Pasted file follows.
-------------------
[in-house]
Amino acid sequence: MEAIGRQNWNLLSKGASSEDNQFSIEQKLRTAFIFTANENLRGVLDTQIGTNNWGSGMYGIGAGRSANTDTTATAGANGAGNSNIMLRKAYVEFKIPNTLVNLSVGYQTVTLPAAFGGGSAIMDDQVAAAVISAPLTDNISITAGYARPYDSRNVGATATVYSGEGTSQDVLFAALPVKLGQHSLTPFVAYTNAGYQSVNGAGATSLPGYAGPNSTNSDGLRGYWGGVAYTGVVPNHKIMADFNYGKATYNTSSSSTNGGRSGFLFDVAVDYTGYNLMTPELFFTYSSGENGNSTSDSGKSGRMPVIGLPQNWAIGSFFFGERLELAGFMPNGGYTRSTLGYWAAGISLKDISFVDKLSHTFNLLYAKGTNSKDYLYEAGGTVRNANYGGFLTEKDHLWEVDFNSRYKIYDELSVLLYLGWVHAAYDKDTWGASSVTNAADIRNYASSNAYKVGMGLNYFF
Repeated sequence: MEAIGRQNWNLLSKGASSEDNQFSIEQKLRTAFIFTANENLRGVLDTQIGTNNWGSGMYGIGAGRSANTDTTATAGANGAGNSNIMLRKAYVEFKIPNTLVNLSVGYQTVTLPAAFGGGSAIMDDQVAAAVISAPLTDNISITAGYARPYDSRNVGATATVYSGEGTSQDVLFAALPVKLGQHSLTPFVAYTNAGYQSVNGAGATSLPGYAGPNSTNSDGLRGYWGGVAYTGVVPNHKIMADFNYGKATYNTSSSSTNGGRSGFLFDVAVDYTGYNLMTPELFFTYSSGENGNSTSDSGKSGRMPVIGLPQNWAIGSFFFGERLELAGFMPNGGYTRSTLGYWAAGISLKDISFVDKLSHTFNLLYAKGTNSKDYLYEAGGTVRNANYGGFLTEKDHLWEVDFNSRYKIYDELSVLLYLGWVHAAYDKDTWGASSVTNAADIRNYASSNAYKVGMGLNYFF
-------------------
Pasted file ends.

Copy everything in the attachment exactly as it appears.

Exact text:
[in-house]
Amino acid sequence: MEAIGRQNWNLLSKGASSEDNQFSIEQKLRTAFIFTANENLRGVLDTQIGTNNWGSGMYGIGAGRSANTDTTATAGANGAGNSNIMLRKAYVEFKIPNTLVNLSVGYQTVTLPAAFGGGSAIMDDQVAAAVISAPLTDNISITAGYARPYDSRNVGATATVYSGEGTSQDVLFAALPVKLGQHSLTPFVAYTNAGYQSVNGAGATSLPGYAGPNSTNSDGLRGYWGGVAYTGVVPNHKIMADFNYGKATYNTSSSSTNGGRSGFLFDVAVDYTGYNLMTPELFFTYSSGENGNSTSDSGKSGRMPVIGLPQNWAIGSFFFGERLELAGFMPNGGYTRSTLGYWAAGISLKDISFVDKLSHTFNLLYAKGTNSKDYLYEAGGTVRNANYGGFLTEKDHLWEVDFNSRYKIYDELSVLLYLGWVHAAYDKDTWGASSVTNAADIRNYASSNAYKVGMGLNYFF
Repeated sequence: MEAIGRQNWNLLSKGASSEDNQFSIEQKLRTAFIFTANENLRGVLDTQIGTNNWGSGMYGIGAGRSANTDTTATAGANGAGNSNIMLRKAYVEFKIPNTLVNLSVGYQTVTLPAAFGGGSAIMDDQVAAAVISAPLTDNISITAGYARPYDSRNVGATATVYSGEGTSQDVLFAALPVKLGQHSLTPFVAYTNAGYQSVNGAGATSLPGYAGPNSTNSDGLRGYWGGVAYTGVVPNHKIMADFNYGKATYNTSSSSTNGGRSGFLFDVAVDYTGYNLMTPELFFTYSSGENGNSTSDSGKSGRMPVIGLPQNWAIGSFFFGERLELAGFMPNGGYTRSTLGYWAAGISLKDISFVDKLSHTFNLLYAKGTNSKDYLYEAGGTVRNANYGGFLTEKDHLWEVDFNSRYKIYDELSVLLYLGWVHAAYDKDTWGASSVTNAADIRNYASSNAYKVGMGLNYFF